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  • kadyhinojosa

My Cancer Journey - Surgery/Hospital Stay

Updated: Feb 10, 2020

There were a number of appointments leading up to surgery - the general surgeon (who would perform the mastectomy), the plastic surgeon (who would reconstruct my breast), the radiation oncologist (to discuss circumstances of needing radiation afterwards), the medical oncologist (to discuss the types of therapy I might need, chemotherapy, hormonal, etc, and possible side effects), and pre-admissions. More on therapy later.

Finally, the day had arrived. September 5, 2012 (one day after our 19th wedding anniversary). I checked in and they sent me to a room for a shot of radiation by my nipple. The radiation would travel through my lymph nodes and show the surgeon where the hot spots were (i.e., where the cancer was) and would help him identify which lymph nodes would need to be removed. The technician who administered this shot said it would feel like a bee sting. The shot was given right on the edge of my nipple and I have to say that if it was supposed to feel like a bee sting then that bee had to be the size of Texas! I levitated!!! The sting didn't last long but he then informed me that I had to have a 2nd shot...what nerve!!

Surgery was supposed to take 3 hours (1 1/2 for mastectomy and 1 1/2 for reconstruction). It took 7 hours! Not that I minded, I was asleep. But my husband had a hard time. Thank goodness his brother and one of his sisters were waiting with him. So grateful for them!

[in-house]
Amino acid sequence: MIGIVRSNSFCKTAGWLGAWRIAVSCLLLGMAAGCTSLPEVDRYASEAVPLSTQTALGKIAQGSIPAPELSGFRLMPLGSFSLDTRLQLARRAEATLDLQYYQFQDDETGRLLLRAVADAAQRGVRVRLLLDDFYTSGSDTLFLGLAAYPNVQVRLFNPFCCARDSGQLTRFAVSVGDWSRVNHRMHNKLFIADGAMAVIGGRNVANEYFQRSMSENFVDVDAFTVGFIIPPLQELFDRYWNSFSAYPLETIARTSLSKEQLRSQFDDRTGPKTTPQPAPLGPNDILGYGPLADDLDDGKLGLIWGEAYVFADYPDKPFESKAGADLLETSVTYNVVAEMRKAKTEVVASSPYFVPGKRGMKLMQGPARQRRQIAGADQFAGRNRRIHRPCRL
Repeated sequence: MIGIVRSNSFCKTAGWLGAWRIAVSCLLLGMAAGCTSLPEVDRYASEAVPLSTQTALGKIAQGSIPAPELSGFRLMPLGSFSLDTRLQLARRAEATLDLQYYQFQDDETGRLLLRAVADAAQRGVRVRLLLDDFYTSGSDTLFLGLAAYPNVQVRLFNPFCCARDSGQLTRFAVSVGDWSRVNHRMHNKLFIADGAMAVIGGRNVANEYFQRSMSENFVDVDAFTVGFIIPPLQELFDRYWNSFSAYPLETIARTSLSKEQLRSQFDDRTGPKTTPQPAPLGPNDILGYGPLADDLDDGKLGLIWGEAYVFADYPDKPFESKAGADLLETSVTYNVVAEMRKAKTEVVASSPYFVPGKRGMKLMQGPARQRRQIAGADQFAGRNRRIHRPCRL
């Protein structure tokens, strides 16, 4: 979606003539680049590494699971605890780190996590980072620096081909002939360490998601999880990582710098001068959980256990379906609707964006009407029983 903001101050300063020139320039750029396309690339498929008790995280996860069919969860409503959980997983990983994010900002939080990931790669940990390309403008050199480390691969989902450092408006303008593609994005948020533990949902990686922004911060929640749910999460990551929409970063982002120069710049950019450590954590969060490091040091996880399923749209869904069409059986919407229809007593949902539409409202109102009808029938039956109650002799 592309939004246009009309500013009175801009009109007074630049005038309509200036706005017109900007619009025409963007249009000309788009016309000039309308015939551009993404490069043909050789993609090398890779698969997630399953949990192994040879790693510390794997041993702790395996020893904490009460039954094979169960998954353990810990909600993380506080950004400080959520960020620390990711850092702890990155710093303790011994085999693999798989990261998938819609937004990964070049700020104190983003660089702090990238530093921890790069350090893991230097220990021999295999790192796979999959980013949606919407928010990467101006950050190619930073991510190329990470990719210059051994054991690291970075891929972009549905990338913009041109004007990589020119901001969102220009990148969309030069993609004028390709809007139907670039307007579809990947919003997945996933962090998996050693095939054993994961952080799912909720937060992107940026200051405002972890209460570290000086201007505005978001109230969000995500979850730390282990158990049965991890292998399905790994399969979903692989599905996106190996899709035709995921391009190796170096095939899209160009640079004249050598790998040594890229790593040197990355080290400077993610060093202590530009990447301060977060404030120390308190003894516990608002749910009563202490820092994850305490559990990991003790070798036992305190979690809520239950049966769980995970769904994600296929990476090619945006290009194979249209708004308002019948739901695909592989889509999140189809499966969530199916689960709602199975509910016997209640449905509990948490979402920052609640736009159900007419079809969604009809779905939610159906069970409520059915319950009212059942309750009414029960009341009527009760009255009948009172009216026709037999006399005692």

The mastectomy involved removing the nipple and much of the skin of the breast as well as the breast tissue itself.

Reconstruction (called a Tram-Flap Reconstruction) involved cutting my lower abdomen completely from side-to-side so that the tissue and muscle could easily be moved (close to skin level) up to the breast. Today's medical technology is amazing, right!?! There was a risk of a slight bulge near the center of my body due to rotation of the abdominal muscle that would be correctable if it didn't go away (I never had the bulge).

I woke up to 3 drainage tubes (1 on either side of my lower abdomen and 1 on my breast) plus an IV, of course, for fluids and pain meds. Drainage of blood had to be tracked (the tubes would be removed when there was little to no drainage).

By the morning on Sep 6th, I was starving! I had not eaten since the afternoon of the 4th and I was ready to eat. They were still monitoring drainage, which was a little heavy from their perspective, especially drainage of my breast, but they said I could order something. I was so excited! I ordered a grilled cheese sandwich, one of my favorites, and thought it would be a perfect light meal for me.

Sadly, though, the drainage in my breast was still heavy and when Dr. C came to check on it, he said he had to go back in. He thought there was a leak and it needed to be addressed. They literally wheeled me out of my room for the additional surgery as they were carrying in my grilled cheese sandwich. ARE YOU KIDDING ME!?!?! Talk about being bummed!

Another 3 hour surgery then smooth sailing from there, although a 2nd tube was inserted by my breast. I'm an avid exerciser and Dr. C said I would only be able to walk and lift nothing heavier than a gallon of milk for 8 weeks. Needless to say, I didn't like that but would stick to it starting with walks in the hospital hallways. I was up and walking as soon as possible.

I stayed in the hospital for 4 nights before going home. All 4 tubes remained and I would have to monitor the drainage of each until my next appointment.

Next up: Recovery and Prep for Chemo

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